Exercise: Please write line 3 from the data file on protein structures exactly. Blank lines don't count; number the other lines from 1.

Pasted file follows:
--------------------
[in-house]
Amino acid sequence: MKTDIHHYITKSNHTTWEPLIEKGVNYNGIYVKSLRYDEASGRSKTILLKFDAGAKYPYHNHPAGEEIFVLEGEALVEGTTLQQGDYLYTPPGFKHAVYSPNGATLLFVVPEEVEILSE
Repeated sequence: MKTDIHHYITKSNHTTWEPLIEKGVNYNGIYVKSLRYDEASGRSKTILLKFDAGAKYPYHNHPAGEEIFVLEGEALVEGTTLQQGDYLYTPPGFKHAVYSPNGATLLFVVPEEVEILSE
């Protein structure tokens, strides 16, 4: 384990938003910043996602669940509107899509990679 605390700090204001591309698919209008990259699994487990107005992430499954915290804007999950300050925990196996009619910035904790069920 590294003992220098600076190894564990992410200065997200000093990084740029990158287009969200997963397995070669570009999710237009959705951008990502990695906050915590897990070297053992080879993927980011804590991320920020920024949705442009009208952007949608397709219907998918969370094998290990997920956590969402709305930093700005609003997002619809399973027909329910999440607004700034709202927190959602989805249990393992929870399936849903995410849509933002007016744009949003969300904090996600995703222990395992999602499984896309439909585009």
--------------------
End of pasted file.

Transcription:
Repeated sequence: MKTDIHHYITKSNHTTWEPLIEKGVNYNGIYVKSLRYDEASGRSKTILLKFDAGAKYPYHNHPAGEEIFVLEGEALVEGTTLQQGDYLYTPPGFKHAVYSPNGATLLFVVPEEVEILSE